VLADIMIR: We have to come back tomorrow.
ESTRAGON: What for?
VLADIMIR: To wait for Godot.
Four years have passed since the Utah Jazz took a flier on Dante Exum. He wasn’t even initially supposed to fall to Utah in the 2014 NBA Draft. Players like Exum aren’t supposed to land in Utah. He was featured in a Foot Locker commercial before he even had put pen to paper on an NBA contract. Rumors swirled that he was wanting to be drafted by Los Angeles. He was supposed to be some unholy union of Derrick Rose’s first step and Penny Hardaway’s athleticism and size. He would be foregoing a year at college and taking the leap directly to the NBA.
In the age of one and done’s, high schoolers usually can’t sidestep the process. Exum was unique. He stayed a year at the Australian Institute of Sport where he continued to work on his game—albeit while playing iffy high school competition—and then declared for the draft upon turning 19. While there are many high schoolers that have entered the NBA before Exum, few had entered the NBA without playing professionally or in college like Dante.
Exum dropped to the Utah Jazz after the Orlando Magic took whom many had projected Utah to end up with: Aaron Gordon. With Gordon rising past Dante, the Utah Jazz took on the raw Australian diamond with the hope that they would be able to shape and polish Exum’s game to its full potential.
The Jazz’s general manager, Dennis Lindsey, preached patience with the young prospect. Dante Exum unique road to the NBA would prove to be difficult. He was a big point guard. His body wasn’t NBA ready. He had raw NBA ready skills that would be challenged on Day 1. The Utah Jazz had just drafted a point guard the prior year with their first pick. Dante Exum said he wanted to come in and be a leader. Big talk when the Utah Jazz supposedly had that guy in Gordon Hayward. Exum ended up starting for Utah by the end of the season and being part of a hard nosed defense that improved mightily when he and Rudy Gobert were inserted into the starting lineup. Then the offseason injury ...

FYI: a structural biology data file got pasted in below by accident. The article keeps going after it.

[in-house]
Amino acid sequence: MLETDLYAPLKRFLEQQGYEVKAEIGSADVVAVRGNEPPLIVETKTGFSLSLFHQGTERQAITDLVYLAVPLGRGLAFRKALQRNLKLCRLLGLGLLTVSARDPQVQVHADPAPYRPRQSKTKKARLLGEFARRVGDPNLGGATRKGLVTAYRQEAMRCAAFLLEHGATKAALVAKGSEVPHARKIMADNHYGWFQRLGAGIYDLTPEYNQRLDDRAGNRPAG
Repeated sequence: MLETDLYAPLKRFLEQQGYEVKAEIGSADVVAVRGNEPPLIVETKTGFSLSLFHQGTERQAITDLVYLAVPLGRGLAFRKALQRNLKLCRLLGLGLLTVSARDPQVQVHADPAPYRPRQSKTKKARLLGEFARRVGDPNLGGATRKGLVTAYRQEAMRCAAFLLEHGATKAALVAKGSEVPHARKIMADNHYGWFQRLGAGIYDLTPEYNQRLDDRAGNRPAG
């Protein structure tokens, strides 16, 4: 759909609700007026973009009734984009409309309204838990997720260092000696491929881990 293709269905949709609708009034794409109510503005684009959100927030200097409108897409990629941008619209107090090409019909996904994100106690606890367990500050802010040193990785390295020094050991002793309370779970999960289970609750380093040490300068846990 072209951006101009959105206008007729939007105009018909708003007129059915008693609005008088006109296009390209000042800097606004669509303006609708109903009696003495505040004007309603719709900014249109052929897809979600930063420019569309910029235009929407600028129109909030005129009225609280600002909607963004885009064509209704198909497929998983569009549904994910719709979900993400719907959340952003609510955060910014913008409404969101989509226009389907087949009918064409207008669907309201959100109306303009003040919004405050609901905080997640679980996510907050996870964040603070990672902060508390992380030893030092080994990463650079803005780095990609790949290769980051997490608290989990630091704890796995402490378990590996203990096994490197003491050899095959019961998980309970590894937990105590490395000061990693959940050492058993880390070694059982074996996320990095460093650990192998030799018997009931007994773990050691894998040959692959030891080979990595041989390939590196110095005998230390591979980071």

VLADIMIR: We’ll hang ourselves tomorrow. (Pause.) Unless Godot comes.
ESTRAGON: And if he comes?
VLADIMIR: We’ll be saved.
Thus began the will he/won’t he take the next step of Dante Exum’s career. Dante Exum after his first season had one of the worst offensive season’s of a top 5 pick in recent memory, yet at the same time Exum was pivotal in Utah’s almost history defense post All-Star break of the 2014-2015 season. While playing for the Australian team getting ready for Olympic qualifiers, Exum looked like he was putting it together. He was using his size as an advantage as well as his speed. He looked like a Top 5 pick in those games and then FLASH! It was gone. ACL injury. Exum would not play a single game in the 2015-2016 season.
In the 2016-2017 season, Dante Exum would need time to work himself back into game shape. He would need development time. While many hoped that this would be the year he could turn the corner, it just wasn’t in the stars. He was returning from an ACL injury and wasn’t named Russell Westbrook. His recovery was going to take time. He even struggled where he should have excelled: defense. He was confused by switches, got burned by his men, and consistently was eaten up by screens.
Not helping the situation was how Utah over the offseason had flipped the switch from team in rebuild to playoff contender. They had acquired George Hill, Boris Diaw, and Joe Johnson to pour gasoline on their improvement fire. While this wasn’t necessarily in the best interest long term of developing their young talent like Rodney Hood and Exum, it was in the best interest of the franchise’s future at the time: Gordon Hayward. The Utah Jazz had pushed all their chips to the center of the table that season in the hopes that they could make a playoff run and prove to Hayward that they were heading in the right direction for years to come.